Gentle touch perception across the lifespan

Research output: Contribution to journalResearch articleContributedpeer-review


  • Isac Sehlstedt - , University of Gothenburg (Author)
  • Hanna Ignell - , University of Gothenburg (Author)
  • Helena Backlund Wasling - , University of Gothenburg (Author)
  • Rochelle Ackerley - , University of Gothenburg (Author)
  • Håkan Olausson - , Linköping University (Author)
  • Ilona Croy - , Department of Psychotherapy and Psychosomatic Medicine, Linköping University (Author)


Pleasant, affective touch provides various health benefits, including stress and depression relief. There is a dichotomy between mechanoreceptive afferents that predominantly signal discriminative (myelinated A-beta) and affective (unmyelinated C-tactile) aspects of touch. It is well documented that discriminative abilities of touch decline with age. However, a thorough investigation of how the pleasant aspects of touch develop with age has not been previously attempted. Here, we investigated the relationship between age and psychophysical ratings in response to gentle stroking touch. One hundred twenty participants (60 males, 60 females) ages 13-82 years were presented with C-tactile optimal and suboptimal stroking velocities, and rated pleasantness and intensity. Moreover, to examine the specificity of age effects on touch perception, we used olfactory stimuli as a cross-sensory comparison. For all ages, we found that C-tactile optimal stimuli were rated significantly more pleasant than C-tactile suboptimal stimuli. Although, both touch and olfactory intensity ratings were negatively correlated with age, a positive correlation between pleasantness ratings of touch (but not olfactory stimuli) and age was found. We conclude that the affective, but not the discriminative, aspects of touch are enhanced with increasing age. The increase of pleasantness of all touch stimuli in late adulthood is discussed in relation to cognitive modulations.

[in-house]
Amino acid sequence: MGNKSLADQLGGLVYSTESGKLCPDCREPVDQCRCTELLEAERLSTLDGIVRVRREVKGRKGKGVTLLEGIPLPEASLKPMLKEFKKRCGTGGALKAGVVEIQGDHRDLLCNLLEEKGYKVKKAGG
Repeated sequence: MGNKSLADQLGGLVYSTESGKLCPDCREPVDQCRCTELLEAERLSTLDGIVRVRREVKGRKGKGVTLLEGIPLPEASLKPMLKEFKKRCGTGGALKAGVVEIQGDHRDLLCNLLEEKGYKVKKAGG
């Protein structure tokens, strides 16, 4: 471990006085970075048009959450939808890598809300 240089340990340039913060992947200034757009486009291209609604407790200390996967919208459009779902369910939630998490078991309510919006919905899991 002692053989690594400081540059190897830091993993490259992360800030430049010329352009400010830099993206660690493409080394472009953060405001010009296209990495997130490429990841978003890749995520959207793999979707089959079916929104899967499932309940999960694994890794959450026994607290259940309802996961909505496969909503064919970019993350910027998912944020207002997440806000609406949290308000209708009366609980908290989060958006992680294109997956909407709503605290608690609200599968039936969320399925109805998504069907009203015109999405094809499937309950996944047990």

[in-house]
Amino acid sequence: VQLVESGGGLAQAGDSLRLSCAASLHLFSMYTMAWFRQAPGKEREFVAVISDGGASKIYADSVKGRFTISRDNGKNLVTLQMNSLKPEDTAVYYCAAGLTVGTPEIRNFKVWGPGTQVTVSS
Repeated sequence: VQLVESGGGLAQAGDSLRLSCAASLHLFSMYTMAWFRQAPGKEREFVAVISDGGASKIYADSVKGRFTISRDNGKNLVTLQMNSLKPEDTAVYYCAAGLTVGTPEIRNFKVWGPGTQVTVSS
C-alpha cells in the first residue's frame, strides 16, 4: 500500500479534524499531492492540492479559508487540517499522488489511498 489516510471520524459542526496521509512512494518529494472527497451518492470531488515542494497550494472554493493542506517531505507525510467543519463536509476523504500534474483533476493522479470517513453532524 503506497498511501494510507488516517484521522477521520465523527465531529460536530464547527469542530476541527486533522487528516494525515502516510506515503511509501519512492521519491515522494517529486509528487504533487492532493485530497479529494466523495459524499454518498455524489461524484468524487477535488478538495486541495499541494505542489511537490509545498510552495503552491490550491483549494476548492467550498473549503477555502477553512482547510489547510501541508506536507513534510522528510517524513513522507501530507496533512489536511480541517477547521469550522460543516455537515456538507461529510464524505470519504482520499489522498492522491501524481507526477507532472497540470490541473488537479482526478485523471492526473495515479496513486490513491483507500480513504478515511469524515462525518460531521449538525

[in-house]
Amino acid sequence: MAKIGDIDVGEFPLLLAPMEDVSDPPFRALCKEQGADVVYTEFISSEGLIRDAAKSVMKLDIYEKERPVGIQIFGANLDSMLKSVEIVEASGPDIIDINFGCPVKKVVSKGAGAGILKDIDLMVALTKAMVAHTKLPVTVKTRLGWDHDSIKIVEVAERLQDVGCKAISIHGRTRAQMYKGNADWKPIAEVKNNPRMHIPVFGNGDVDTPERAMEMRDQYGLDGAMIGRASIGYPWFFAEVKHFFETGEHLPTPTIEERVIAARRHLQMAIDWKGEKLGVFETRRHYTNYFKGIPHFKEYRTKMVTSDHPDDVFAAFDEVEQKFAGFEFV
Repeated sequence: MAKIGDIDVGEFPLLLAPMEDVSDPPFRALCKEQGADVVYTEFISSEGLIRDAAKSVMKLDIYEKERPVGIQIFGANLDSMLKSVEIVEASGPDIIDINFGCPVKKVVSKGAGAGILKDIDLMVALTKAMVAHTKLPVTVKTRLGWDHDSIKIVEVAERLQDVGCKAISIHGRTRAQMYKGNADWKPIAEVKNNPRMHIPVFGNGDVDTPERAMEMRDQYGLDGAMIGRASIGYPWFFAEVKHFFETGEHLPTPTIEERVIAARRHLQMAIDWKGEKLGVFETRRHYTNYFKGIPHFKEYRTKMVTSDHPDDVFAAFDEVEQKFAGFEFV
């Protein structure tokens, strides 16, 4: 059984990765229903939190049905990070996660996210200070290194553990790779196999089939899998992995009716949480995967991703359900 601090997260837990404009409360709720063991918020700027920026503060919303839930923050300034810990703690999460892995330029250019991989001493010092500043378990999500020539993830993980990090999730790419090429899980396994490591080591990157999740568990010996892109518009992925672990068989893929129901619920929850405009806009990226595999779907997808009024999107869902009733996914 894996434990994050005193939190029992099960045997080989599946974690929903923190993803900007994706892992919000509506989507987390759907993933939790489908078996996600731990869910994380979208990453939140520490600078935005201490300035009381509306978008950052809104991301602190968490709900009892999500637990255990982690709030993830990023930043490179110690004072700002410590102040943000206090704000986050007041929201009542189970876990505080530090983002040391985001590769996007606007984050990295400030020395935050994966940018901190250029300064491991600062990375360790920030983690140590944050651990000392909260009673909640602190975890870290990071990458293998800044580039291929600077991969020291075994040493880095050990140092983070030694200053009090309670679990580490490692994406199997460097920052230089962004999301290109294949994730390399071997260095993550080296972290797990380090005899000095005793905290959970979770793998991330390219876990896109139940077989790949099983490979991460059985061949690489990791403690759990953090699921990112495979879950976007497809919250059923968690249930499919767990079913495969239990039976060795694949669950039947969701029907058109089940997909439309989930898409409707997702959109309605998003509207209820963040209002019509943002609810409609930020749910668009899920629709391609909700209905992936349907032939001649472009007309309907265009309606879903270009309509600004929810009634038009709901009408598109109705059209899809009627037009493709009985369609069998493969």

Original languageEnglish
Pages (from-to)176-84
Number of pages9
JournalPsychology and Aging
Issue number2
Publication statusPublished - Mar 2016

External IDs

PubMed 26950227
Scopus 84964318460



  • Adolescent, Adult, Aged, Aged, 80 and over, Aging/physiology, Female, Humans, Male, Middle Aged, Odorants, Olfactory Perception/physiology, Pleasure, Psychophysics, Touch, Touch Perception/physiology, Young Adult